The personal nature of the strip is positively infectious; Lenox's ability to make everyday experiences engaging and interesting is quite a gift. Had she done personal writing of this sort prior to making the jump to comics, or did her skill at cartooning come first? "I have always doodled personal moments as a way to remember them since I was in high school," Lenox said. "I was never much of a journal writer, mainly because I hated my handwriting. I think my mind tends to think more with pictures than with words when I want to capture a moment.

"The manner EmiTown is drawn—lack of panels,

etc—was something that came naturally to me. I drew the strip sort of like how I tend to think."

Lenox's manga influences are immediately evident in her work, but there's much more to her art than that. When did she begin drawing, and how long did it take for her style to develop??"I guess it was over the course of a year. I started using the brush pen in mid 2009 because I loved the dry brush effects Craig Thompson was able to execute," Lenox said. "Over time, after drawing a page every day, I guess it sort of just happens!

"Being minimal helps me manage to get all those pages done. I'm also drawing on sketchbook paper that's smaller than standard letter size so I try not to overcrowd my pages with too much information."

Rather than working in black and white or in full color, Lenox chooses to work in duotone, using a spot color to enhance her art. What inspired the addition of a second color??"In my early original sketchbooks, I used to tone with a blue Tombow marker," Lenox said. "When I decided to put it online, I decided to mimic that. Plus I feel it adds more depth to my line work and give it a more finished work. It's a constant battle for me to be satisfied with my work and adding the toning was a part of that. The duotone will appear in the print version as well."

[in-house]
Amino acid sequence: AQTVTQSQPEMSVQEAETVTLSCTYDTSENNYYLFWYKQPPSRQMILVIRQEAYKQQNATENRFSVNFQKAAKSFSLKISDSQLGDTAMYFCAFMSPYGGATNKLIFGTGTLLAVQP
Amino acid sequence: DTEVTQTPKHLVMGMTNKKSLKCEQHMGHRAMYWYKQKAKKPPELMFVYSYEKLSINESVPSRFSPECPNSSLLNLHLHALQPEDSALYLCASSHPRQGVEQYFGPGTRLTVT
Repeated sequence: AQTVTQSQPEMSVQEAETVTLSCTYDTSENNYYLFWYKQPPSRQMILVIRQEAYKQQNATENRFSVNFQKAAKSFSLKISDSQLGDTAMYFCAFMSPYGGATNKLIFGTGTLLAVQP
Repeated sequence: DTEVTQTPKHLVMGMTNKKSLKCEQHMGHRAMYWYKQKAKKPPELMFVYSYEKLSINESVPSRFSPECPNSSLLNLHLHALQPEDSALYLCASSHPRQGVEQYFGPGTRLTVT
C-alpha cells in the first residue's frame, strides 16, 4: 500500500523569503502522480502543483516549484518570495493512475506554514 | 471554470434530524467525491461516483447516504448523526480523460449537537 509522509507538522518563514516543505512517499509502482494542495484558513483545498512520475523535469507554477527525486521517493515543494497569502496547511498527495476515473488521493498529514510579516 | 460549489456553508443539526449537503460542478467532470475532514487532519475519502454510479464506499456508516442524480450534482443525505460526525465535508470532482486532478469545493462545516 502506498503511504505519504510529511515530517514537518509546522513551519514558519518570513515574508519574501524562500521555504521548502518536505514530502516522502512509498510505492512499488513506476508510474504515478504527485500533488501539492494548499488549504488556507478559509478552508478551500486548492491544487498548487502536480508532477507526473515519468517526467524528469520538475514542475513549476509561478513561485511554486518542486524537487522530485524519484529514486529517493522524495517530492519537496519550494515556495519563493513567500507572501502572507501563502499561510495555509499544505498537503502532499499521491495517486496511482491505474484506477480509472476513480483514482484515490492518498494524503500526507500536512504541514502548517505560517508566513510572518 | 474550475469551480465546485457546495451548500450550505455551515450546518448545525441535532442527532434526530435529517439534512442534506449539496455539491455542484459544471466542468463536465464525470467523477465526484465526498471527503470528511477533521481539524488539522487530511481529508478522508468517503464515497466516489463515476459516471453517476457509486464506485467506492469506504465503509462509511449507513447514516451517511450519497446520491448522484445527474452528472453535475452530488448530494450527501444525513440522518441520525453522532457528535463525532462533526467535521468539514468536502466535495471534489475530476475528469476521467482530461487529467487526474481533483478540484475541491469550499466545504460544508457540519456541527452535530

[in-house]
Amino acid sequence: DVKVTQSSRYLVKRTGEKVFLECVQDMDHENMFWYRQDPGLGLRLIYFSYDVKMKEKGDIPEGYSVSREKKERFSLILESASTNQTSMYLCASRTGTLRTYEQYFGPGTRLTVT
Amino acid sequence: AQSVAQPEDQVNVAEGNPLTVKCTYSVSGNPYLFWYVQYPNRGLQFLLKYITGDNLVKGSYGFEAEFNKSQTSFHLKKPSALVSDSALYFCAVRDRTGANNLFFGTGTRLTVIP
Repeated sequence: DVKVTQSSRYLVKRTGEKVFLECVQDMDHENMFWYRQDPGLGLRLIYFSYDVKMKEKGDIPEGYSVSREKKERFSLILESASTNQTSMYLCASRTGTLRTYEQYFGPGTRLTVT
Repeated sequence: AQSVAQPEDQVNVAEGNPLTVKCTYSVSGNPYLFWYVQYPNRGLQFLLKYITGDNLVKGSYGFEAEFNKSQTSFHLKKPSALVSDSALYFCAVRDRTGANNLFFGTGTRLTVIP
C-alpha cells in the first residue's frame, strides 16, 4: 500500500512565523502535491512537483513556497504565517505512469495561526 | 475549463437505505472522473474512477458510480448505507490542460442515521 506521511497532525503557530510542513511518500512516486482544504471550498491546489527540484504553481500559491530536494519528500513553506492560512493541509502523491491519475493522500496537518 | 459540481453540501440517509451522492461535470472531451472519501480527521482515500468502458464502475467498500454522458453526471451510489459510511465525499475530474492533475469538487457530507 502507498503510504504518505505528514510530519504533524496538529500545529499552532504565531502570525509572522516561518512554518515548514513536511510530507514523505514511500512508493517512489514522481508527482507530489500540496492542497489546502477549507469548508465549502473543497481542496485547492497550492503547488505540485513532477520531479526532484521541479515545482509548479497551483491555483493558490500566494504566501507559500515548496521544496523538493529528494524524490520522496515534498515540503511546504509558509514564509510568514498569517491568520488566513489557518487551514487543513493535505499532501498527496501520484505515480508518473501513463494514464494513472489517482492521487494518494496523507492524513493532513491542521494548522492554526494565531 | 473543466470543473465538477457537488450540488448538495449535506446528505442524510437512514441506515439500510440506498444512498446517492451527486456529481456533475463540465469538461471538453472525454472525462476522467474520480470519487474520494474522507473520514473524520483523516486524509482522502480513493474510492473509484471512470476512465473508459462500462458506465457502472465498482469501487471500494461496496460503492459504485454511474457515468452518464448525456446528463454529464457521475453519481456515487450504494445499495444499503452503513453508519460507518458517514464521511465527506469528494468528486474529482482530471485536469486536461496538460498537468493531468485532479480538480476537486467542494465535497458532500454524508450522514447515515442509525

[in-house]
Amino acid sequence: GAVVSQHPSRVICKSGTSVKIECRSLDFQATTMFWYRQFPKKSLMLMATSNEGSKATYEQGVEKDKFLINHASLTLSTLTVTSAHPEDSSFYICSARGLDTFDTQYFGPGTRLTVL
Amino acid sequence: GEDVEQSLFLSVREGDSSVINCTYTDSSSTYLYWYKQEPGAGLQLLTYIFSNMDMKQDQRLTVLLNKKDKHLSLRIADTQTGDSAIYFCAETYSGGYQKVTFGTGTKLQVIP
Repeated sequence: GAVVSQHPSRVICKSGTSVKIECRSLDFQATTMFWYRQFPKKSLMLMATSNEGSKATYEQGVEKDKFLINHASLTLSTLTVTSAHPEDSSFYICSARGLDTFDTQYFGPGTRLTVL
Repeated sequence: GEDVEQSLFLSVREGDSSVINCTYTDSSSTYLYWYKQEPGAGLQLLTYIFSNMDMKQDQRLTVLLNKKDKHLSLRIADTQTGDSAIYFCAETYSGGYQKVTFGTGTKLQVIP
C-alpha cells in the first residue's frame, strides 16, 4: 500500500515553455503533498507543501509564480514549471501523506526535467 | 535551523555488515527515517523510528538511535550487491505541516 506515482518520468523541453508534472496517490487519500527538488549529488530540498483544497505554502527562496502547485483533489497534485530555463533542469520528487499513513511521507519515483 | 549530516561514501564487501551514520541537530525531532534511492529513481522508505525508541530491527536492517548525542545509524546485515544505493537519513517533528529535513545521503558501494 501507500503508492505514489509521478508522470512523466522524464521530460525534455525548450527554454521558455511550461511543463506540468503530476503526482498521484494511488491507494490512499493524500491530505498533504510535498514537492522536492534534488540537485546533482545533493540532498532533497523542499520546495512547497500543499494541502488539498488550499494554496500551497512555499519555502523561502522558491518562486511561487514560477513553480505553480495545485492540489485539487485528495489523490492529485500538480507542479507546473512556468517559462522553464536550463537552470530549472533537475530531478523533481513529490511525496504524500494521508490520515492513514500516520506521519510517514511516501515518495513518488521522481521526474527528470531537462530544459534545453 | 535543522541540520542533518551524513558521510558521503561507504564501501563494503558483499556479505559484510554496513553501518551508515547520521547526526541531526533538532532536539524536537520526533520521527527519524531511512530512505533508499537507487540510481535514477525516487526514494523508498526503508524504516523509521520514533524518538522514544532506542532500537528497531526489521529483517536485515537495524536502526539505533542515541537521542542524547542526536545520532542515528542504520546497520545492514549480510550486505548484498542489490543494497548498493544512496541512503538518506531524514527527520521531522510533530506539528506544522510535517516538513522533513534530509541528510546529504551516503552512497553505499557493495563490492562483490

The online strip began in blue, but shifted to a mauve in 2010; what led to the color shift, and will it be reflected in the printed version of EmiTown? "I started with the blue to match the blue marker I had used to tone in my sketchbooks. Using the same color everyday began to grow old, so when the new year rolled around I decided to change colors. It was very hard to change colors, but I felt like I needed something to keep the comic fresh and to keep me interested in toning. I actually enjoy the mauve more now myself. I plan on changing the color again for 2011. I'm thinking a seafoamy green maybe?

"However, the book will be the 2009 blue all the way through. So some of the 2010 pages will be changed to that color. I figured, if there will be a second volume, it will be the mauve color."

How has EmiTown changed as the webcomic progressed??"I think my skill level has definitely increased since the comic started,"?Lenox said. "There's a huge difference between the art from 2009 to today's. I learned a lot from drawing a page every day and hopefully will continue to learn more and improve."

Many creators will share their lives, but far fewer are willing to share their feelings, which Lenox do quite regularly. Was she ever apprehensive about opening up to this degree with your readership? "It took me a good week to finally decide to put the journal online, because I was nervous to have myself up there naked for everyone